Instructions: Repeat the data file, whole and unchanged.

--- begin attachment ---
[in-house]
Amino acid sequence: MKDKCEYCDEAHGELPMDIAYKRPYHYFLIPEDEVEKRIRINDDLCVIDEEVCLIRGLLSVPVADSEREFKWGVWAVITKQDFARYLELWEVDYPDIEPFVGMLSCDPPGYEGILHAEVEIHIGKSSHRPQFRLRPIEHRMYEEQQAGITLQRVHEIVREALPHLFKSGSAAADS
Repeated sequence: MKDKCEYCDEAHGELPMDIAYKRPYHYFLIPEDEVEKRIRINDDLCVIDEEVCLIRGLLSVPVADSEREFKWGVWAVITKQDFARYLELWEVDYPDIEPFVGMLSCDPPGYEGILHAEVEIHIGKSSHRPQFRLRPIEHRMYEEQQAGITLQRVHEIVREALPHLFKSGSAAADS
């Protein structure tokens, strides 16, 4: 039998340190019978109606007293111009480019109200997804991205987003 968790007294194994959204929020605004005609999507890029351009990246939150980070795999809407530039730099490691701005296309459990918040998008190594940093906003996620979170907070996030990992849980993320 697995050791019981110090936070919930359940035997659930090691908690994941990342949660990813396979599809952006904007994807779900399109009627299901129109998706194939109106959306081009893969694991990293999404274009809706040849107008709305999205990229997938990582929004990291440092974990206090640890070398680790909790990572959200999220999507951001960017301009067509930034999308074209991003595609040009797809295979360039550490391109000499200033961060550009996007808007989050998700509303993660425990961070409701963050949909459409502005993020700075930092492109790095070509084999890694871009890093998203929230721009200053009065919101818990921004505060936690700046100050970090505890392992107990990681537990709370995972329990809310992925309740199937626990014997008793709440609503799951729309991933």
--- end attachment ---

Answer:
[in-house]
Amino acid sequence: MKDKCEYCDEAHGELPMDIAYKRPYHYFLIPEDEVEKRIRINDDLCVIDEEVCLIRGLLSVPVADSEREFKWGVWAVITKQDFARYLELWEVDYPDIEPFVGMLSCDPPGYEGILHAEVEIHIGKSSHRPQFRLRPIEHRMYEEQQAGITLQRVHEIVREALPHLFKSGSAAADS
Repeated sequence: MKDKCEYCDEAHGELPMDIAYKRPYHYFLIPEDEVEKRIRINDDLCVIDEEVCLIRGLLSVPVADSEREFKWGVWAVITKQDFARYLELWEVDYPDIEPFVGMLSCDPPGYEGILHAEVEIHIGKSSHRPQFRLRPIEHRMYEEQQAGITLQRVHEIVREALPHLFKSGSAAADS
């Protein structure tokens, strides 16, 4: 039998340190019978109606007293111009480019109200997804991205987003 968790007294194994959204929020605004005609999507890029351009990246939150980070795999809407530039730099490691701005296309459990918040998008190594940093906003996620979170907070996030990992849980993320 697995050791019981110090936070919930359940035997659930090691908690994941990342949660990813396979599809952006904007994807779900399109009627299901129109998706194939109106959306081009893969694991990293999404274009809706040849107008709305999205990229997938990582929004990291440092974990206090640890070398680790909790990572959200999220999507951001960017301009067509930034999308074209991003595609040009797809295979360039550490391109000499200033961060550009996007808007989050998700509303993660425990961070409701963050949909459409502005993020700075930092492109790095070509084999890694871009890093998203929230721009200053009065919101818990921004505060936690700046100050970090505890392992107990990681537990709370995972329990809310992925309740199937626990014997008793709440609503799951729309991933």